World Health Organization says one swine flu shot is enough for everyone but kids
One dose of the vaccine against pandemic H1N1 influenza should be enough for everyone except children under the age of 10, and the vaccine is proving to be safe, the World Health Organization said this morning. Dr. Marie-Paule Kieny, the agency's vaccines chief, told a telephone news conference that data from clinical trials that have already been conducted indicate that one dose of vaccine is sufficient to provoke a strong immune response against the swine flu virus. The United States and some other countries have already concluded that one dose is sufficient, but others have questioned the conclusion. The European Medicines Agency said last week that the swine flu vaccines it had licensed should be given in two doses at least three weeks apart because the current data were "too limited" to allow it to recommend only one dose.
Experts had initially feared that two doses of the vaccine would be required for everyone because preliminary experiments hinted that the virus did not provoke a strong immune reaction. The conclusion that only one dose is necessary effectively doubles the amount of vaccine available -- a crucial result for those developing countries which are having problems obtaining the vaccines. The WHO said earlier this week that it would begin distributing 200 million doses to such countries.
The sole exception to the new recommendation is young children, who should continue to receive two doses. That recommendation is not surprising, because a similar requirement is in place for seasonal flu shots. Researchers have found in the past that some residual immunity from previous vaccinations boosts the body's response to a flu vaccine, which is why adults need only one dose. But children who have not previously been exposed to a flu vaccine need two shots to get the proper protection.
Kieny also said that the new swine flu vaccine appears to be safe, as authorities have been saying all along. "All the reports received to date following vaccination -- either in clinical trials or in mass vaccination campaigns -- have shown that the safety profile of these pandemic vaccines is good and is very similar to the one which is known for seasonal flu vaccine," she said. "Nothing special in terms of adverse events has been noted."
Kieny said that it was safe to vaccinate against both seasonal and swine flu simultaneously, as long as at least one of the vaccines is the injectable form. That follows U.S. guidelines, which say that two doses of the intranasal FluMist vaccines should not be given at the same time.
In other flu news:
-- At a Philadelphia meeting of the Infectious Diseases Society of America, officials of the group strengthened their recommendation that shots against both types of flu should be mandatory for healthcare workers and that unvaccinated doctors and nurses should either wear masks or not deal with patients. "All of us and all our colleagues who work in direct patient care should be immunized," said Dr. Ann Gershon of the Columbia University Medical Center, the group's president. "We owe it to our patients." The group said voluntary educational programs have failed to raise the vaccination rate above 70%, putting patients at risk.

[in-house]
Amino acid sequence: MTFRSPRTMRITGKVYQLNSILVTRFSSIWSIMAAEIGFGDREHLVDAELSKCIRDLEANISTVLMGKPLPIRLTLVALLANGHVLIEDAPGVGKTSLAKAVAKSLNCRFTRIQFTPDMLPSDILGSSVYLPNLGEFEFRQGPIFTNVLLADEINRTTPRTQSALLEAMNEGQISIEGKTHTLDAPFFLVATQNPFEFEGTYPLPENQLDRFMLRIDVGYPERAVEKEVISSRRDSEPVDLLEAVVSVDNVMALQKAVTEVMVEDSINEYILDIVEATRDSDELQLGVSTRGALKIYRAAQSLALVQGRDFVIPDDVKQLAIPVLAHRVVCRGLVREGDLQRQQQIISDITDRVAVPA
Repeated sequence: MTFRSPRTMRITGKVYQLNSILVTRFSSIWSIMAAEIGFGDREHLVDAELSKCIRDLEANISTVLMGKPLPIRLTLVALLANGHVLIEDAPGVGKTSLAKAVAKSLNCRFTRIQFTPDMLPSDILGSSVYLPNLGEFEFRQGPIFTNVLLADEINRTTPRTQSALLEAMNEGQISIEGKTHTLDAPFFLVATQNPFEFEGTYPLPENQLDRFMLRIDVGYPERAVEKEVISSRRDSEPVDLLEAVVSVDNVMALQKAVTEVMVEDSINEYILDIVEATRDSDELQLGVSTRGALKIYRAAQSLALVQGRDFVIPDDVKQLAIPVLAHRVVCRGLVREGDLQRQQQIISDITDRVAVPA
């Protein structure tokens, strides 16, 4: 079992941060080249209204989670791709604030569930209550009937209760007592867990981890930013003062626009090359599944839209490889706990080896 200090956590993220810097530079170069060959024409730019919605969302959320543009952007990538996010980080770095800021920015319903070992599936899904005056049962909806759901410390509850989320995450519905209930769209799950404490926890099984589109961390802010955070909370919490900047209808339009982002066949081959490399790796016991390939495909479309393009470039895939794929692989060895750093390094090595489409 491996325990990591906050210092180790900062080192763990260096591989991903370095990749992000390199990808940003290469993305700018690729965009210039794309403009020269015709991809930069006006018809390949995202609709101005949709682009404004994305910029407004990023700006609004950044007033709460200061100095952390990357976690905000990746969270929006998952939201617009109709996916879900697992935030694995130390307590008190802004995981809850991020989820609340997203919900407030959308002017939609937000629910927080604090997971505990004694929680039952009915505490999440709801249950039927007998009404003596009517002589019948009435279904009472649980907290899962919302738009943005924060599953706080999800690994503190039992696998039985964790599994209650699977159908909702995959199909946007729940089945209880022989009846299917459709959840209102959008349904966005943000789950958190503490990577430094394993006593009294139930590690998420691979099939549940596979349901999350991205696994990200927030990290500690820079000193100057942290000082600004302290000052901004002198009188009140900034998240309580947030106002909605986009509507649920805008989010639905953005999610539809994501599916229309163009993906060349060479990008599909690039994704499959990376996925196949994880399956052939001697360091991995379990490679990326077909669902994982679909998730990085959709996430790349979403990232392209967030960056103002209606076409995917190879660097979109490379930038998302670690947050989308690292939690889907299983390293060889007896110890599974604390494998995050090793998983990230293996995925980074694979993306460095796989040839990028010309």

-- Intravenous antiviral drugs are proving useful in severe illness caused by swine flu infections, experts told physicians Thursday in a conference call for physicians sponsored by the Centers for Disease Control and Prevention. The Food and Drug Administration last week approved emergency use of the intravenous antiviral peramivir and a related drug, zanamivir, even though clinical trials of the drugs have not been completed. Dr. Stacene Maroushek, an infectious-disease specialist at Hennepin County Medical Center in Minneapolis, described the case of a 17-year-old boy who became sick at the Minnesota State Fair and who was failing rapidly and was expected to die, even though he was receiving Tamiflu through a nasogastric tube. Physicians gave him IV peramivir for five days, and he began improving on the second day of treatment. Although he is still weak, he is improving with therapy and rehabilitation and is now at home, she said. The 25-day hospitalization cost about $300,000.
Dr. Aditya Gaur of St. Jude's Children's Research Hospital in Memphis described the case of a 10-year-old girl who was immunocompromised because she was undergoing treatment for leukemia. She was initially treated with Tamiflu and discharged, but 12 days later was rehospitalized with pneumonia. Tests showed her strain of the swine flu was resistant to Tamiflu. She was given IV zanamivir and her symptoms have improved substantially, Gaur said. Experts said that it is crucial that the IV drugs be continued for at least 10 days to make sure the virus is eradicated.
-- Thomas H. Maugh II